Rating: 5/5 stars
Genre: Adult Science Fiction
Year Released: 2018
Source: Library Audiobook
|Listened to the audiobook
Some books get better upon a reread. But when you’re rereading your favorite book, how could it possibly get better? Well, let me tell you the ways.
In my first read, I was so enraptured with the dystopian whimsy of Qannaaq that I didn’t get a chance to dwell in many of the other levels. The specific way the world fell apart to create this near-future has not as much to do with climate change as much as it does with manufactured inequality and the evils of landlords and apartment economics. Being from New York City and seeing the story of how the stockholders gained power, the parallels were so easy to spot.
I’ve changed myself in the two years since I read this book, and wow, SOQ’s POV hit me differently upon reexamination. They are just so unapologetically themselves, but there’s a drive for human connection and fixing your own circumstances that are quite universal. The misfortune in the middle of the second act strikes a bit differently. Finding new appreciation for different facets is just part of the rereading experience.
Beautiful prose in a bleak cold comes a tale of finding family and standing up to the forces which broke the world in the first place.
Rating: 5/5 stars
Genre: Young Adult Fantasy
Year Released: 2014
Source: Library Audiobook
|Going into the His Fair Assassin, I didn’t know that this series will follow three different heroines. Coming out of Dark Triumph, specifically, it was such a great way to develop the world. Grave Mercy follows Isme, who is the reader who is completely new to the world of the convent of Mortaine and to this version of medieval Britain and France specifically. Sybella, on the other hand, is a little bit more ingrained to the noble courts. In this third book, we meet Annith, who was a central friend to Isme and Sybella and a bit of a mystery. Everything is spoilers, but wow she has such a compelling arc.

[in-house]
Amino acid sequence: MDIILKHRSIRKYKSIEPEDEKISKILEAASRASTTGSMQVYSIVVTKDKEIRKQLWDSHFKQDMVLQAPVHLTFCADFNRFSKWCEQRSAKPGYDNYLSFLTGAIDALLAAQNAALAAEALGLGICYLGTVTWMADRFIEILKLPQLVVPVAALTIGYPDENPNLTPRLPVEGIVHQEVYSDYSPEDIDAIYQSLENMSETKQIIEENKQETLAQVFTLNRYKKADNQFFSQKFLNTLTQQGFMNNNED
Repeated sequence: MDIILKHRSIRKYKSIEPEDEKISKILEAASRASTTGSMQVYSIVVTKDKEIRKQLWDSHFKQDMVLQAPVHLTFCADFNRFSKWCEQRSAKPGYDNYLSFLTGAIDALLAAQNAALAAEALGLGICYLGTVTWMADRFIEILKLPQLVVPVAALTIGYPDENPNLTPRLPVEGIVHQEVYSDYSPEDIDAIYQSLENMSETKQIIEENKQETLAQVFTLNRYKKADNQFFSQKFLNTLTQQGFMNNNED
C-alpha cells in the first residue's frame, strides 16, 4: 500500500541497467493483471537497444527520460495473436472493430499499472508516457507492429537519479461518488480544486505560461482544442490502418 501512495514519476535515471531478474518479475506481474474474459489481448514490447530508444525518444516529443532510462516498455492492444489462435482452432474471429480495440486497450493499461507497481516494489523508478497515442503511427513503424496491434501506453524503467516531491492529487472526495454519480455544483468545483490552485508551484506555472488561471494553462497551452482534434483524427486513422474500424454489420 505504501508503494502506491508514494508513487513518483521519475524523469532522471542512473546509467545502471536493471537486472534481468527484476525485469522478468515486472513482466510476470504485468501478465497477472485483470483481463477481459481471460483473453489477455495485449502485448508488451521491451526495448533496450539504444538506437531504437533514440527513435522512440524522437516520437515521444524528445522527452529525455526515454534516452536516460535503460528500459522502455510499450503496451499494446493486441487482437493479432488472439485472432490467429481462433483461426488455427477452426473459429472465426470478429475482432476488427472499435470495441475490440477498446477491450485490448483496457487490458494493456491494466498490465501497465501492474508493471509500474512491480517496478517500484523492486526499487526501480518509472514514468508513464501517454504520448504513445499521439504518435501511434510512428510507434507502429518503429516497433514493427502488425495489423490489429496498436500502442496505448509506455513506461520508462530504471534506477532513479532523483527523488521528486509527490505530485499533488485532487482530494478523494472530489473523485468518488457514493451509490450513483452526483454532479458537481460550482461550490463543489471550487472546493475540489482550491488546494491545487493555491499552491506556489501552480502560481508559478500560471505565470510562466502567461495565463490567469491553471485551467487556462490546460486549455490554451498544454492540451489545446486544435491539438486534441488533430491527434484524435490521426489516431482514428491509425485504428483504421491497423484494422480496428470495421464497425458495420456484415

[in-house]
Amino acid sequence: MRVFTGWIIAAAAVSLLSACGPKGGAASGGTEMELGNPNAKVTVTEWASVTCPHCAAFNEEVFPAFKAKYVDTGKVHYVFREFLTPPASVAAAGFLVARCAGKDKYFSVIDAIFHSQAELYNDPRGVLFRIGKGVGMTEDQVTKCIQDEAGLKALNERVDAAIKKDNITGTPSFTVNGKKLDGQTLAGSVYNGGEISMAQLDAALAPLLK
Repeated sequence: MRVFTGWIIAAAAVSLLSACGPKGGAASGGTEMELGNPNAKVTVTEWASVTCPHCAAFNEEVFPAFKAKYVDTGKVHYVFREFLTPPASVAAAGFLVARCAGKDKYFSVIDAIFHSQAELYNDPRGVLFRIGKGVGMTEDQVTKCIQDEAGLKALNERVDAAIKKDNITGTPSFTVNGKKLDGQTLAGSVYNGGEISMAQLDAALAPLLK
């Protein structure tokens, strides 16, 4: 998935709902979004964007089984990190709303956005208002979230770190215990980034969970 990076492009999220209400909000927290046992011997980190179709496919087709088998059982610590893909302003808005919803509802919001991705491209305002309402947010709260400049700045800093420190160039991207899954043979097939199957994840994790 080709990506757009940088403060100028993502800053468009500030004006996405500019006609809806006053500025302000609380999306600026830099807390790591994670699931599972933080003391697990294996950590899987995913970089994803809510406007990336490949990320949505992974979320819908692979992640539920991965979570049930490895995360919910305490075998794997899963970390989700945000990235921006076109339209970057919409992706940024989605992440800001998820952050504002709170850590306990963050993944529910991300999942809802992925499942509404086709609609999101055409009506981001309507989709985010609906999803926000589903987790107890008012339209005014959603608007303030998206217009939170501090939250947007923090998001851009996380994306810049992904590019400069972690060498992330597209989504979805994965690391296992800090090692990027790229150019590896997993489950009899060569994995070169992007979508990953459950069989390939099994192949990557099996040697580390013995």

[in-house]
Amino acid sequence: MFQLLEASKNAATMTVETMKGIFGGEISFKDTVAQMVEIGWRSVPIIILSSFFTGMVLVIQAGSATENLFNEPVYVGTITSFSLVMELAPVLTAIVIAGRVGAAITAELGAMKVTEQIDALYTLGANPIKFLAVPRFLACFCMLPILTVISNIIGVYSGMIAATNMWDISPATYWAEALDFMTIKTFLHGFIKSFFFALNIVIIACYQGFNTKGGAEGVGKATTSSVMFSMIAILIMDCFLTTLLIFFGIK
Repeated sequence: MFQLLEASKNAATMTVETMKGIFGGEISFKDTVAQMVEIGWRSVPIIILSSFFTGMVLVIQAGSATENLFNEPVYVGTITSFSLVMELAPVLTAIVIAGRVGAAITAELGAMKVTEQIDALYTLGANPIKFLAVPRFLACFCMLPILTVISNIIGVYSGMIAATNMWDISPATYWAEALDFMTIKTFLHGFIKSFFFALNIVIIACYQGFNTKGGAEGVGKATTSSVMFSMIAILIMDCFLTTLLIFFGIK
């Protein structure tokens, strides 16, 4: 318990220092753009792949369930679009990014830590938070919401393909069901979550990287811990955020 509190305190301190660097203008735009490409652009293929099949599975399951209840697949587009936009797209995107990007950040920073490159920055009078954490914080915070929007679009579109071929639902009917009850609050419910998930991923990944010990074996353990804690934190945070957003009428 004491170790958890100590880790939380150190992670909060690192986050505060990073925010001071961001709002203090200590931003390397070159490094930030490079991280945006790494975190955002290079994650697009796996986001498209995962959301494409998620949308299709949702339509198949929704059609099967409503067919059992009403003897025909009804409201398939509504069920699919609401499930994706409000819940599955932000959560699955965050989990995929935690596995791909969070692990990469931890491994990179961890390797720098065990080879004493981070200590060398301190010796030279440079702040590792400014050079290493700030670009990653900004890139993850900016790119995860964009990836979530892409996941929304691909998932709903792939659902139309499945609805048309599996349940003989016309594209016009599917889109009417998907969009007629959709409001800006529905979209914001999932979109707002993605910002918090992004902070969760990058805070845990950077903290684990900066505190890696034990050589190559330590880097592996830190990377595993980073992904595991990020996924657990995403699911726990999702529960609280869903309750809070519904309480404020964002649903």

I really liked the presentation of her intimate knowledge of the convent and the tension between her serving her lord and her own wants and needs played out. Of the three books, this one features the most supernatural elements. The Hellaquin were terrifying, a French version of the Wild Hunt. In addition, we get to see more of the other orders worshiping different gods, and the different idealogical tensions there made for some fantastic world-building.
Characters from previous books really make this series cohesive, despite not following the same character’s point of view from start to finish. The romance, much like in the other two, was compelling and swoony. Plus, it absolutely blew my mind once the third act twist comes.
If you want court intrigue, murder, loose pagan mythology, and a whole lot of female characters who are strong in a variety of ways, do not miss His Fair Assassin.
Note: Starting a thing where I cross-post my Goodreads reviews that are 4 stars + to my blog in 2020
Rating: 4/5 stars
Year Release: 1997
Source: Library Kindle Borrow
|I have a wretched habit of taking the wrong things away from cautionary tales, and this book is no exception. Krakauer recounts an ill-fated expedition to Everest’s summit in 1996, which claimed the lives of six climbers.
Krakauer goes into such painstaking detail about the dangers and physical strength needed to make the summit, but he doesn’t shy away from acknowledging and venerating that grand mountain. I shouldn’t feel the draw of the mountain, and yet. The imagery is absolutely gorgeous, and he speaks of his teammates with such human reverence. He doesn’t elevate them to heroes, but admits that they are simply human.
This breathtaking work is not for the faint of heart, but it captures the majesty and terror of attempting to reach the top of the world.
I am going to start announcing the books I intend to read per month, starting with January 2020.
- Descendant of the Crane by Joan He
- The Fortress by S.A. Jones (ARC)
- The Never-Tilting World by Rin Chupeco
- Scavenge the Stars by Tara Sim (ARC)
- Fire & Heist by Sarah Beth Durst
- Into Thin Air by Jon Krakauer (Library Borrow)
- Kushiel’s Dart by Jacqueline Carey (Library Borrow)
- Seven Deadly Shadows by Courtney Alameda and Valynne E. Maetani (ARC)
- Mortal Heart by Robin LaFevers (Library Borrow)
- Blackfish City by Sam J. Miller (Library Borrow)
I did a lot of good reading in 2018 and was introduced to new favorite people, authors, and series. Here is a list of 19 books I’m really excited to read or see out in the world.
I read 118 books this year, mostly thanks to an aggressive ARC schedule and audiobooks. The list here are 19 books which I read this year that I loved, but weren’t necessarily published in 2019.
In December, I made it a small goal to get my Currently Reading List down to zero. While I failed at that, I got most of the way there, even reading two additional books. I start 2020 with a four-book-long backlog, which honestly, it pretty good. Anyway, here is the last recap of the year.